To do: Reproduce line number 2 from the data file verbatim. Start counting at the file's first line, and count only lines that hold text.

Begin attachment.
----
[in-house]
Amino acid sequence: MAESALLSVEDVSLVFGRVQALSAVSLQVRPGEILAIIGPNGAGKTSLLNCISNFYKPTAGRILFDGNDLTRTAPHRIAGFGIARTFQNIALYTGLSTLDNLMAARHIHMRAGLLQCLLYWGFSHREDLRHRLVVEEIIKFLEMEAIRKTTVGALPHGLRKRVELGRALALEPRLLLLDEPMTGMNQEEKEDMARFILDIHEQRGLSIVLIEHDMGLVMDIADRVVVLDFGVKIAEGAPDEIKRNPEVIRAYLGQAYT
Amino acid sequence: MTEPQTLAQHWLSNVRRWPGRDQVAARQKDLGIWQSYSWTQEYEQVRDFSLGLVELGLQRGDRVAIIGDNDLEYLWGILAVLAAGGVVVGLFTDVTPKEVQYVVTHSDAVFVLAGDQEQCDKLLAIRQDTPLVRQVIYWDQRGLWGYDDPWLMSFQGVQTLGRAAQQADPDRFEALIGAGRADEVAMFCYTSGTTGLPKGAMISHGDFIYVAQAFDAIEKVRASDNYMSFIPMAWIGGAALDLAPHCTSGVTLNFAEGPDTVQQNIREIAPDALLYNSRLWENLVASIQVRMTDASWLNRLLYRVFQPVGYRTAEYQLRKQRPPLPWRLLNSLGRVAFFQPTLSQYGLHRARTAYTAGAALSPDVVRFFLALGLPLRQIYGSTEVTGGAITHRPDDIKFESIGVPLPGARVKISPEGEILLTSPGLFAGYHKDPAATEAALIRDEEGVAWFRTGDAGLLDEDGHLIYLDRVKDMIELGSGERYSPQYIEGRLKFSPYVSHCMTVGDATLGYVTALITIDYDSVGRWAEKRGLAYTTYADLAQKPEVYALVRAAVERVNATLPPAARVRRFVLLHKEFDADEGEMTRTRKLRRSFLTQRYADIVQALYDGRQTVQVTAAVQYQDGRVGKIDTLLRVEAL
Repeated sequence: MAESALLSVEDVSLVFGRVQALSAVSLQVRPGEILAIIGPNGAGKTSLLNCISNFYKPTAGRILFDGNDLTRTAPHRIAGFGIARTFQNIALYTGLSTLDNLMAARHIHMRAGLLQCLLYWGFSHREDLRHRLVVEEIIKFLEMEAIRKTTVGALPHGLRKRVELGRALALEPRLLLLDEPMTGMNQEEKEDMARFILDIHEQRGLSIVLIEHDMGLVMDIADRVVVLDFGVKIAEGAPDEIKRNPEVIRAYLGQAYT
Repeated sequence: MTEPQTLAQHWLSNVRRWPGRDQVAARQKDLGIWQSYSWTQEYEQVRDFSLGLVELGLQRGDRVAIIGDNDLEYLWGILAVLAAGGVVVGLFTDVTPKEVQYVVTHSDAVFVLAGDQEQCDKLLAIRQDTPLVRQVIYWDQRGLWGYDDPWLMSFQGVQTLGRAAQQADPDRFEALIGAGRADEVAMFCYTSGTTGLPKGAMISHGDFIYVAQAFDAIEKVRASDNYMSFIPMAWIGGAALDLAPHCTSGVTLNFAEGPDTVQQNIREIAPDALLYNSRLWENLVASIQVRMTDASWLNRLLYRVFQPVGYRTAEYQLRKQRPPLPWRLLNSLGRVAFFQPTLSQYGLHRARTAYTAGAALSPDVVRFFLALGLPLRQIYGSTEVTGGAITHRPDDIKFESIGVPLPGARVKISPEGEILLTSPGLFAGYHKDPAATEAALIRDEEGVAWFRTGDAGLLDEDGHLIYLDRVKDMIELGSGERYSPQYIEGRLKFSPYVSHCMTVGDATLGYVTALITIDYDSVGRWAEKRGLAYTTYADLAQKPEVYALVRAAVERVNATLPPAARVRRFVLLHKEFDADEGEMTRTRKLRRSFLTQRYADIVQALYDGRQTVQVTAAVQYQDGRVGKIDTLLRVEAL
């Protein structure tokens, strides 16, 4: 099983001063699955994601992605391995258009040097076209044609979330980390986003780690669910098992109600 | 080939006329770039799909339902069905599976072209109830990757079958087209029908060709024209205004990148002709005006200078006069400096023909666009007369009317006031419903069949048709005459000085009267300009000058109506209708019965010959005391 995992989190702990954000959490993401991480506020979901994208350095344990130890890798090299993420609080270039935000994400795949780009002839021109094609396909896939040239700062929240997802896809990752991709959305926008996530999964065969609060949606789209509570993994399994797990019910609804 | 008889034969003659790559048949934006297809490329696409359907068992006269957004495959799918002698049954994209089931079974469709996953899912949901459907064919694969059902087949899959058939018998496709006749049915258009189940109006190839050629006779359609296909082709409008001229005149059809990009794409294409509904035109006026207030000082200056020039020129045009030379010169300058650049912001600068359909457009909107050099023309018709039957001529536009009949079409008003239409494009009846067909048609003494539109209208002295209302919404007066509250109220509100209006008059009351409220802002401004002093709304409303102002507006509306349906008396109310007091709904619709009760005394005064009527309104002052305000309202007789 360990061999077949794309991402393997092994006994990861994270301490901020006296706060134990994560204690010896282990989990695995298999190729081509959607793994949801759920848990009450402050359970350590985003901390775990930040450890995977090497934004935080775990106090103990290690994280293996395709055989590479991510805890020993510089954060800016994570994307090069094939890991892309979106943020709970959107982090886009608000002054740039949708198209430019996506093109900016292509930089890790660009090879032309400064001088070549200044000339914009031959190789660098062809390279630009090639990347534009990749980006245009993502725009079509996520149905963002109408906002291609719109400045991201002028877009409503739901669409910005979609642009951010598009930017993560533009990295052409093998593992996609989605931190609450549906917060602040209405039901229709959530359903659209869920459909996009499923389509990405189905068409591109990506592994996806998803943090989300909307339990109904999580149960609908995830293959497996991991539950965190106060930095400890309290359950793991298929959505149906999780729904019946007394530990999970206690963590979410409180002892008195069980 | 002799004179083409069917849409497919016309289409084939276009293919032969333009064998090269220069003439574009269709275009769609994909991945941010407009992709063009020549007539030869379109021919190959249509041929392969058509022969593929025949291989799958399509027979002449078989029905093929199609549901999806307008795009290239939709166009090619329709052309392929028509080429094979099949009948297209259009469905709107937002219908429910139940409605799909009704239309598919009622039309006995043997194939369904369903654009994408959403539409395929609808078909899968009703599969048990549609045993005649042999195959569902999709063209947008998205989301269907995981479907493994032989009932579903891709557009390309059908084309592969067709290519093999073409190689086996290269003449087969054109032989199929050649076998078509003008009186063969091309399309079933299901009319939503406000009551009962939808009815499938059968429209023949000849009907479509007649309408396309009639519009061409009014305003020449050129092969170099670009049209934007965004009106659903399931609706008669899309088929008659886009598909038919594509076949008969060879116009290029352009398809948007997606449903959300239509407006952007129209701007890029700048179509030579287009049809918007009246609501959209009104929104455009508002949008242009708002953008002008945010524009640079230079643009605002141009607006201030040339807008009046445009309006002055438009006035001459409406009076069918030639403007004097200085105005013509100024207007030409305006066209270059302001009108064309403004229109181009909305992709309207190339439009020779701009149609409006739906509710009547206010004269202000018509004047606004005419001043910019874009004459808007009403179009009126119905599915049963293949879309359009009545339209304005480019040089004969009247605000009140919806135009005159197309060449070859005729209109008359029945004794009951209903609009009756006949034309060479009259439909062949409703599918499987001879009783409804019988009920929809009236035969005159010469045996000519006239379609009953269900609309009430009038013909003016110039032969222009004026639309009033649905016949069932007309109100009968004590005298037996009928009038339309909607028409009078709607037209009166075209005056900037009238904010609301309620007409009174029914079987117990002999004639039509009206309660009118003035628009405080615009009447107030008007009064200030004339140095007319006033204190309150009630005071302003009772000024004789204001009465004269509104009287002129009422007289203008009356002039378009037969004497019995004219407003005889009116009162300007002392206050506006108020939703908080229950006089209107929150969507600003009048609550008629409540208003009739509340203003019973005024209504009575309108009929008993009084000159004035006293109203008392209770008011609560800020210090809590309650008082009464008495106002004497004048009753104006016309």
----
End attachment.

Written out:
Amino acid sequence: MAESALLSVEDVSLVFGRVQALSAVSLQVRPGEILAIIGPNGAGKTSLLNCISNFYKPTAGRILFDGNDLTRTAPHRIAGFGIARTFQNIALYTGLSTLDNLMAARHIHMRAGLLQCLLYWGFSHREDLRHRLVVEEIIKFLEMEAIRKTTVGALPHGLRKRVELGRALALEPRLLLLDEPMTGMNQEEKEDMARFILDIHEQRGLSIVLIEHDMGLVMDIADRVVVLDFGVKIAEGAPDEIKRNPEVIRAYLGQAYT